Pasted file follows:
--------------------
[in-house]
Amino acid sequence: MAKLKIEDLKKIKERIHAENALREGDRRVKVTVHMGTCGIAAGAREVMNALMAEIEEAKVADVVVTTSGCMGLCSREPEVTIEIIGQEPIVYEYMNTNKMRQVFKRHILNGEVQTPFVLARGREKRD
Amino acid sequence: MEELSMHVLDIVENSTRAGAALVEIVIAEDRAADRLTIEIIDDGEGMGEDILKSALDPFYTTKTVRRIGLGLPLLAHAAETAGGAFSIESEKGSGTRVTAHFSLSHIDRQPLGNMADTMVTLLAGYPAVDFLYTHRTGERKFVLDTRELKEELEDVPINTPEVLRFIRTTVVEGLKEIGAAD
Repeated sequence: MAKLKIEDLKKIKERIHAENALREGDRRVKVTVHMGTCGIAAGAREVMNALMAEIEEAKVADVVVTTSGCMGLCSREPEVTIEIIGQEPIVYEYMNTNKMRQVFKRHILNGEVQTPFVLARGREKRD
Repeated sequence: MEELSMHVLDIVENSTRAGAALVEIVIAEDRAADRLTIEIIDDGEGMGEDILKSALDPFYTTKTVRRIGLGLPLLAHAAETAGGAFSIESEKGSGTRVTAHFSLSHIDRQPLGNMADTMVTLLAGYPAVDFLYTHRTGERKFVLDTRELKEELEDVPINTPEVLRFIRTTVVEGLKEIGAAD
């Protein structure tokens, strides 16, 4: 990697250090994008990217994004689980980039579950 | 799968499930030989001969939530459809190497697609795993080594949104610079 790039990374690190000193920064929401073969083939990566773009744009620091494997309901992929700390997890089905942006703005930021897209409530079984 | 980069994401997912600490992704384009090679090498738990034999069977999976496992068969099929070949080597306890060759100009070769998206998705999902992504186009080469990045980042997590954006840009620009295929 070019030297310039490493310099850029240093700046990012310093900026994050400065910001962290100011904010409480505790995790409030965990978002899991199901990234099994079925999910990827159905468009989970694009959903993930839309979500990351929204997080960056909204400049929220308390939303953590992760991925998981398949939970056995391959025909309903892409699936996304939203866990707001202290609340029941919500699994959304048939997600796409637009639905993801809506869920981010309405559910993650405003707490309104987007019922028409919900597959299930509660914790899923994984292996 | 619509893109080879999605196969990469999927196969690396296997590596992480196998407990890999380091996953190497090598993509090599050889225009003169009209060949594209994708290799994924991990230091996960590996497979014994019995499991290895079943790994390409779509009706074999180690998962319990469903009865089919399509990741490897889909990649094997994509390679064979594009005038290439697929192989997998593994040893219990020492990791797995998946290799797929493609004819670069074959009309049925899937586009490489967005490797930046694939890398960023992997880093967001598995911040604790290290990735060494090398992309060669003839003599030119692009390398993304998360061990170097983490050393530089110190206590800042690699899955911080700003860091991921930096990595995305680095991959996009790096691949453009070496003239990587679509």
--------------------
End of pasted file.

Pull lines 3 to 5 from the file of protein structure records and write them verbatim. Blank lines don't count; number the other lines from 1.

Amino acid sequence: MEELSMHVLDIVENSTRAGAALVEIVIAEDRAADRLTIEIIDDGEGMGEDILKSALDPFYTTKTVRRIGLGLPLLAHAAETAGGAFSIESEKGSGTRVTAHFSLSHIDRQPLGNMADTMVTLLAGYPAVDFLYTHRTGERKFVLDTRELKEELEDVPINTPEVLRFIRTTVVEGLKEIGAAD
Repeated sequence: MAKLKIEDLKKIKERIHAENALREGDRRVKVTVHMGTCGIAAGAREVMNALMAEIEEAKVADVVVTTSGCMGLCSREPEVTIEIIGQEPIVYEYMNTNKMRQVFKRHILNGEVQTPFVLARGREKRD
Repeated sequence: MEELSMHVLDIVENSTRAGAALVEIVIAEDRAADRLTIEIIDDGEGMGEDILKSALDPFYTTKTVRRIGLGLPLLAHAAETAGGAFSIESEKGSGTRVTAHFSLSHIDRQPLGNMADTMVTLLAGYPAVDFLYTHRTGERKFVLDTRELKEELEDVPINTPEVLRFIRTTVVEGLKEIGAAD